Project “Parfum d’images”: the influence of odours on the visual memory of infants

Objectives of the project “Parfum d’images”

  • To measure the ability of the 4-6 month old infant to recognise the images presented during the project.
  • To encourage this visual memory by prior association with a smell

Impacts of the project / Expected results

To define how the association between several senses improves the first learning of infants and thus facilitates the recognition of what the infants have previously encountered.

  • Budget : €5500

Can smells help infants to better remember visual events?

To answer this question, the project “Parfum d’images” proposes to measure the impact of an odour-image association on the 4-6 month old infant’s ability to recognise images in the presence of the odour.

Newborns rely heavily on the odour signals they perceive to understand their environment. For example, the smell of its mother helps it to orient itself towards the breast and stimulates the opening of its eyes. After a few months, it even directs the infant’s gaze towards faces and facilitates perception. It has therefore been shown that an early sense such as smell influences the development of a later sensory modality such as sight. Does this influence of smell go so far as to help infants better remember visual events previously associated with odours?

The project “Parfum d’images” measures the impact of the association of odour and images on infants

To answer this question, the “Parfum d’images” project proposes to measure the impact of an odour-image association on the ability of 4-6 month old infants to recognise images afterwards. To do this, the infants will be received twice in the laboratory. The first time, their brain activity will be measured during the presentation of numerous images. This measurement will be carried out in two different odorant contexts (using perfumes). This first measurement will make it possible to show the absence of a cerebral response to given images, still unknown to the infant, and the absence of a difference in cerebral activity between the two odorant contexts.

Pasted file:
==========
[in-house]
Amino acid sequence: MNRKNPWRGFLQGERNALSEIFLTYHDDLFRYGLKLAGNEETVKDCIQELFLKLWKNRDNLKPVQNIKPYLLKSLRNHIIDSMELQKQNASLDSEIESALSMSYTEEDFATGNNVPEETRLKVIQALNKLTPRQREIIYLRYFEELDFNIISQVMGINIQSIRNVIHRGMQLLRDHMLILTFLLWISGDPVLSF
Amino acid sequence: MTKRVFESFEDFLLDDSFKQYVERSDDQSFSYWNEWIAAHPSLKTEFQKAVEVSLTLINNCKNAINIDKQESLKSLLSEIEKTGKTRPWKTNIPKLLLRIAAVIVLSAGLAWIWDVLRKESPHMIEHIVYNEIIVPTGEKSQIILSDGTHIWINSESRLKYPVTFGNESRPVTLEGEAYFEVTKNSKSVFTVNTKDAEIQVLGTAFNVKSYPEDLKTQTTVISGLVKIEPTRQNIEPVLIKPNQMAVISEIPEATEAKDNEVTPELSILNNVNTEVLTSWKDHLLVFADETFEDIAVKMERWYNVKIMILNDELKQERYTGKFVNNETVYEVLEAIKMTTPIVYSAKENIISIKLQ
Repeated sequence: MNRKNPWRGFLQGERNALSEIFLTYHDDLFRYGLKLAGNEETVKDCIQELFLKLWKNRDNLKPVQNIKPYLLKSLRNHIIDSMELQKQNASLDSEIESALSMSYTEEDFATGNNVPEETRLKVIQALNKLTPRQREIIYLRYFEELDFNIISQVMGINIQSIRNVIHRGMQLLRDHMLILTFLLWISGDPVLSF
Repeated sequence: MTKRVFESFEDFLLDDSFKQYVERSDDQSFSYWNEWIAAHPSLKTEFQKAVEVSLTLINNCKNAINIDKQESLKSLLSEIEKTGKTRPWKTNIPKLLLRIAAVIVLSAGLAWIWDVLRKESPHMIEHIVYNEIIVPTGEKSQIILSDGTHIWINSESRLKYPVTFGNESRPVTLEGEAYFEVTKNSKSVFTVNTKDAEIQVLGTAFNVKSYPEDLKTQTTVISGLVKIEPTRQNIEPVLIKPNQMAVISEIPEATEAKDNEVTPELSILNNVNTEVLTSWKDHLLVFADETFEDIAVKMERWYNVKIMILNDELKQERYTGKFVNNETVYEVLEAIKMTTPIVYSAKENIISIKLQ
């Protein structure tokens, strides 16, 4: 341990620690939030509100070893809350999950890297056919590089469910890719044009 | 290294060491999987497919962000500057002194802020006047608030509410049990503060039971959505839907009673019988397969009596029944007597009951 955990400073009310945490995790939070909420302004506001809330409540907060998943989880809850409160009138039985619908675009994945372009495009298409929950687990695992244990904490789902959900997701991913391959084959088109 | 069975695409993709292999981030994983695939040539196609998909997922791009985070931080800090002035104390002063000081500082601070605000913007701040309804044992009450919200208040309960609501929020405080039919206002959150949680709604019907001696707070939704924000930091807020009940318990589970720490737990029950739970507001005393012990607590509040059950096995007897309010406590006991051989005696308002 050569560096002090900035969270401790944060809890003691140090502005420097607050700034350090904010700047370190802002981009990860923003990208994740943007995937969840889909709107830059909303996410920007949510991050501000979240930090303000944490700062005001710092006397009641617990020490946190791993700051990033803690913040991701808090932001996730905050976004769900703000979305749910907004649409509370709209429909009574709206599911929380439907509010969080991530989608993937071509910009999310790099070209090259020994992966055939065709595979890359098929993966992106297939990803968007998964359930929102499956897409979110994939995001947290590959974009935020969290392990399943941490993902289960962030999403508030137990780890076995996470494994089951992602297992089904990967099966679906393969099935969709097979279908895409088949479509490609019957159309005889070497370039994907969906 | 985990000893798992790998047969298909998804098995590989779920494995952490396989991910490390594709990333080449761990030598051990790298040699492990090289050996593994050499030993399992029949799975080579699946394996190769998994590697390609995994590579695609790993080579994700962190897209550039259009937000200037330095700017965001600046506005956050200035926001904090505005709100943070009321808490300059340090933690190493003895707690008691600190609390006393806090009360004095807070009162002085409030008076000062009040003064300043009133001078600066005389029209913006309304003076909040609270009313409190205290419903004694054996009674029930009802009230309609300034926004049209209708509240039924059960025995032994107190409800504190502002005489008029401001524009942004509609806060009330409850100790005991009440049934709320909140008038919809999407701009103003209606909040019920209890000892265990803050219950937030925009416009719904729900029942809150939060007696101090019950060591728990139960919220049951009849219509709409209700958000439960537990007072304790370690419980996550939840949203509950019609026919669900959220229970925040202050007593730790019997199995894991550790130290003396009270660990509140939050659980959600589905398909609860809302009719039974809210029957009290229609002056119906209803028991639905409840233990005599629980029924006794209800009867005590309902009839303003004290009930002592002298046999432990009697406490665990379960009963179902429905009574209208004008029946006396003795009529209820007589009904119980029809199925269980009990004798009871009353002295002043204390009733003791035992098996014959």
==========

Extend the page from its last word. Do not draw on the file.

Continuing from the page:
At the end of this first appointment, a scented book will be given to the child’s parents. It will contain some of the images presented during the experiment and will have the smell of one of the perfumes used during the experiment. The parents will then be asked to read this book every day with their child in the interval before the second appointment. The aim of this daily reading will be for the child to learn the images in association with the smell.

At their second visit to the laboratory, the infants will be tested under the same conditions as at the first appointment. This time we are expected to identify a brain response that reflects the infants’ ability to recognise the images. In particular, we expect a stronger brain response in the context of the scent associated with the book, which will indicate that images are better recognised when the scent associated with their learning is present.

“Parfum d’images”: description of the measurement method

To measure brain activity in infants, we use electroencephalography (EEG). This is a non-invasive and painless method that involves placing sensors (electrodes) on the infant’s scalp to measure the electrical activity of their brain.

Description of the method used when presenting images to infants

Infants will be shown sequences of images on a screen. By presenting the images that the infants have learned from the book at a certain rate in the sequence, we will be able to analyse the brain’s response to that rate. This will serve as a brain marker of the infant’s ability to remember these images compared to other images presented to them.

Scents associated with the images that will be presented to the infants

We will use scents that will be tested beforehand with adults to balance their pleasantness and intensity. We will use two scents: one associated with the images, the other not. The scent associated with the images will be switched between infants to ensure that we are not observing the effect of one particular scent, but the impact of any scent on the infant’s visual memory.